Josh Glanc is the ‘Karma Karma Karma Karma Karma Chamedian’

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Josh Glanc is the ‘Karma Karma Karma Karma Karma Chamedian’


He’s joined Shaun Micallef’s ilk as a lawyer-turned-comedian and has won awards for performances that involved singing whilst wearing bread on his ears and donning absurdist alter egos, but in real life Josh Glanc is an introspective, earnest and calm fellow. Not at all what you’d expect from someone who once wore a schnitzel around his neck for a press shot.

According to Glanc, you don’t need to know anything about Culture Club to appreciate his 2018 Melbourne International Comedy Festival show, Karma Karma Karma Karma Karma Chamedian. He likes to keep his comedy “random” and this irrelevance between title and content is living proof of that claim.

“Besides having a title that either tickles people or is completely lost on them, the show is part of a response to my previous show and my experience in Edinburgh last year,” says Glanc. “Previously, I played one character and I told a story…so for my next show I knew I wanted to do something different.”

Glanc was presented as part of the Edinburgh Fringe’s Gilded Balloon program last year with his show Manfül, where he played an “American beefcake” character in a send-up of hyper-masculine culture. He then returned home to Australia where Manfül collected the Best Comedy Weekly Award at the Adelaide Fringe Festival and was shortlisted for the overall Best Comedy Award. He finished his winning year by selling out every single show at the 2017 Melbourne International Comedy Festival.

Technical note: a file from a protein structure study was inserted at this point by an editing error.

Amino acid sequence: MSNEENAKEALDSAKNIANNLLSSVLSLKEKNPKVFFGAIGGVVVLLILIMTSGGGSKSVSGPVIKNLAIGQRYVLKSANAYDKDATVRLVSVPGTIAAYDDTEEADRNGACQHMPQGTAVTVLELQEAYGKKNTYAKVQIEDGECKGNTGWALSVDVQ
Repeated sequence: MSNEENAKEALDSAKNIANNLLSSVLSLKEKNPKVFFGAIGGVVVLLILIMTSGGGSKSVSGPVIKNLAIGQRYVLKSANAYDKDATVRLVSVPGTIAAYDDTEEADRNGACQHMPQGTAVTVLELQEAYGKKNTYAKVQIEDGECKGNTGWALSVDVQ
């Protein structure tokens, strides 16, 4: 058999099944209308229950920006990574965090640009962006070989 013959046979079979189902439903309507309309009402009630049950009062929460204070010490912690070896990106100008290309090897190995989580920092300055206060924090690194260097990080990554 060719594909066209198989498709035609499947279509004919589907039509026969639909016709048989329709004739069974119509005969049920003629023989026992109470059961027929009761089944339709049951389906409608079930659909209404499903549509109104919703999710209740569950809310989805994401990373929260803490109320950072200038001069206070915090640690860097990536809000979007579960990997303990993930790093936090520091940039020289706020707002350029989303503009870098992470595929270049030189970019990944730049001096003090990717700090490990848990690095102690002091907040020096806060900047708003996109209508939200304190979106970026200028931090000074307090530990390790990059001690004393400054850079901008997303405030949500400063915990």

The first show he ever toured, 99 Schnitzels (Veal Ain’t One), has also won Best Comedy at the Adelaide Fringe World. It’s becoming clear that Glanc’s big career move may have been exactly the right decision.

In his previous two shows, Glanc focused on one hilarious, silly and surrealist character, adhering to more skit show than conventional stand-up, giving the audience minimal chance to get to know the real him. Karma Karma Karma Karma Karma Chamedian is less clean cut, more random, and has parts in between bizarre fictional characters where Josh comes out, just as himself.

“In Edinburgh, I just saw people just kind of doing what they wanted to be doing, and I was inspired to create a show where I just fill it with everything that I love to do. I also try and tell a story, but I’m not very good at that, so that’s kind of a hard thing to do at the same time as being completely random and silly.”

Just over a year ago, Glanc was working full time as a lawyer with a stable life and steady income. He seems proud of his recent comedic success, but says that the down time – in between his hectic touring schedule and numerous award acceptances – makes him “really existential.”

But this existential, introspective perspective might just be the reason that Glanc’s obscure brand of comedy is relating so well to audiences around the world. His plunge into the creative world after years in an uptight office setting seems to have given him a sense of having “nothing to lose”, meaning that he is the guy who’s happy to dance around with bread on his ears and a schnitzel chain around his neck.